Natalie Kahler, executive director of Brooksville Main Street (BMS), has announced that she will resign that post effective Oct. 15. Her resignation comes on the heels of the Brooksville City Council’s appointment of Charlene Kuhn as Brooksville’s new city manager. Kahler had been a finalist candidate for that position and had gone on record saying that she would have resigned her BMS post if she was appointed to assume the city manager position
In a surprise decision during its Sept. 18 regular meeting, the Brooksville City Council voted unanimously to name Charlene Kuhn city manager for the City of Brooksville. Kuhn, who had previously served as procurement and special projects manager and public information officer, was appointed interim city manager on Aug. 15 following the retirement of Ron Snowberger.
She was appointed to permanently fill the post after Council Member Thomas Bronson made a motion to suspend the council’s previously approved selection process and approve Kuhn’s appointment. In response, the remainder of the council unanimously agreed.
Reaction to the appointment began almost immediately on Natalie Kahler’s personal Facebook page, where supporters lamented her announcement that she would resign from her leadership position at BMS.
Also, an email sent to the Hernando Sun from Sonny Vergara of the Voices of Brooksville page questioned the future of BMS under Kuhn’s tenure as city manager and after the loss of Kahler as executive director of BMS.
“What’s going to be the reaction of the business community and the BMS volunteer army to the loss of unarguably the most effective local leader (Kahler) who has marshaled more positive economic development for the city over the last two or three years than the city has had in the last two decades?” Vergara asked in the email. “Will they rally and support her (Kahler) for all she has accomplished for the city and stay the course on behalf of the city’s future going forward despite what has happened and no matter what comes next? Or, is Brooksville Main Street going to be allowed to drift back into the totally unproductive negative atmosphere city managers and Councils of the past have generated toward it?”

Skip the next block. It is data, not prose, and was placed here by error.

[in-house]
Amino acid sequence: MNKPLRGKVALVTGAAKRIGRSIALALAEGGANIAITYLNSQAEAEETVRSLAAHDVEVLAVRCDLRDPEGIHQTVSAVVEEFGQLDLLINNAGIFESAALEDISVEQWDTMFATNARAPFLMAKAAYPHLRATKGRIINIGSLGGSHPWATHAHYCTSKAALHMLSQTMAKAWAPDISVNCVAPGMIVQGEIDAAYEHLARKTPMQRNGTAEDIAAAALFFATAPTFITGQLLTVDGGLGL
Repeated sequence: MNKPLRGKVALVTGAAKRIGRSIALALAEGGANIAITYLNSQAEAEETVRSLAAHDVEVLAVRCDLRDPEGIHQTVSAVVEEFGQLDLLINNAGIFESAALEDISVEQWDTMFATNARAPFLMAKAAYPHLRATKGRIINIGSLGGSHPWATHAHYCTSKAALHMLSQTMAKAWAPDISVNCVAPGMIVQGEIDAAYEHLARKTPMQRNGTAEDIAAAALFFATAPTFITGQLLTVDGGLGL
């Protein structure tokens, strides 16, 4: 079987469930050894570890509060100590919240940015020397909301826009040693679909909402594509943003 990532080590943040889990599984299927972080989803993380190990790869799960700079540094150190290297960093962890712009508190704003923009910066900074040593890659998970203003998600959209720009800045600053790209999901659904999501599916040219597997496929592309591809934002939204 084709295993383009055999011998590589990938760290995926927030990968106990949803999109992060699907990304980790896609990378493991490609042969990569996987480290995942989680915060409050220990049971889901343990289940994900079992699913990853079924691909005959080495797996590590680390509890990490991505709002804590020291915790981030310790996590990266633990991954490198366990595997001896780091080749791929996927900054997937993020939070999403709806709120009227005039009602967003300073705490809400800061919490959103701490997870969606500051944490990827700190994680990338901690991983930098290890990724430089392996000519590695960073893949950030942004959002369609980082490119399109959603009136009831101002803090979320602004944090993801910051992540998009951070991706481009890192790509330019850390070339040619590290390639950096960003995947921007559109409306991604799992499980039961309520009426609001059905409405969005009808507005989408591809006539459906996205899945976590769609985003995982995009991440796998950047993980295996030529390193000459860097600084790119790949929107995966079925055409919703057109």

Prior to that, in a Sept. 19 email to the Boards of Directors of Brooksville Main Street (BMS) and the Brooksville Vision Foundation (BVF), both non-profits focused on the city’s economic development, Kahler said that the “City Council decided to bypass interviews and hired a City Manager who has been routinely oppositional to BMS.”
“The last few weeks while serving as interim, Kuhn has shown clearly what our future relationship will look like,” Kahler’s email continued. “There is no need to get into details; suffice it to say she made it clear she (Kuhn) has no time for our partnership and intends to place as many roadblocks as possible in our way.”
“As City Manager, I value our partners at Brooksville Main Street and look forward to working with the City Council to find even more ways to work together,” she said in an email to the Hernando Sun. “Brooksville Main Street is the heart of our City, as seen in the passion of the multitude of volunteers that donate hours of their time to enhance Brooksville. I will continue the strong relationship the City has forged with Brooksville Main Street.”
Kahler’s email went on to say that her resignation had nothing to do with the council’s decision to appoint someone other than her to the city manager post.
“My resignation is not because Council didn’t hire me,” Kahler said in the email. “I made it clear from the beginning that while I thought I would do an excellent job, I wanted them to hire the best person for this moment in time. I was ‘okay’ with that not being me if there was a better option.”
She added, “I have the right to get myself out of the way of the abuse and to not be part of propping up bad leadership.”
Brooksville Mayor Blake Bell said he was surprised that the city’s support for BMS was questioned.
“It’s hard to believe since this council has been the most supportive of BMS than any other Brooksville council has ever been in the past,” Bell said.
Kahler’s email went on to say that she would “at least continue in my position through the Multicultural Festival on October 7.”
In an email, she later told the Hernando Sun that Oct. 14 would be her last day in the BMS post.
Kahler was appointed Executive Director of BMS in 2019. Before that, she served on the Brooksville City Council beginning in 2014 and served as the city’s mayor in 2016.
“I have no idea what is next,” Kahler told the Hernando Sun in an email.